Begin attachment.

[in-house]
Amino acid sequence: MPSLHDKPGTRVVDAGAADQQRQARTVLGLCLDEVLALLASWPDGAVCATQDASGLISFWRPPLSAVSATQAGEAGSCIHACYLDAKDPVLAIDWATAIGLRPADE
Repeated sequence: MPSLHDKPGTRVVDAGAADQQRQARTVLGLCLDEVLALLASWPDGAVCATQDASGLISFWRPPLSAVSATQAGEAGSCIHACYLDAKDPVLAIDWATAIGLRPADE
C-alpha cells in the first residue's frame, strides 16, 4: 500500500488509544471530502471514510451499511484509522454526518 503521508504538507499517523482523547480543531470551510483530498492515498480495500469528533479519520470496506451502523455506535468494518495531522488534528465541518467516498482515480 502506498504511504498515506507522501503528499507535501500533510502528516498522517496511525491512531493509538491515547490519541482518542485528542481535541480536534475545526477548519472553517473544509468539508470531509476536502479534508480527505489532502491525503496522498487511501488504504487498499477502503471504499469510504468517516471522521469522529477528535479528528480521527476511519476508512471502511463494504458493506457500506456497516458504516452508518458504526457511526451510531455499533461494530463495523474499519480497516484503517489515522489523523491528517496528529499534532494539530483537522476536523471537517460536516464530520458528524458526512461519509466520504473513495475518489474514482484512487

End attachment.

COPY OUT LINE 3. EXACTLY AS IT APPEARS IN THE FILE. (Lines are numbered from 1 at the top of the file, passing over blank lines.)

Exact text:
Repeated sequence: MPSLHDKPGTRVVDAGAADQQRQARTVLGLCLDEVLALLASWPDGAVCATQDASGLISFWRPPLSAVSATQAGEAGSCIHACYLDAKDPVLAIDWATAIGLRPADE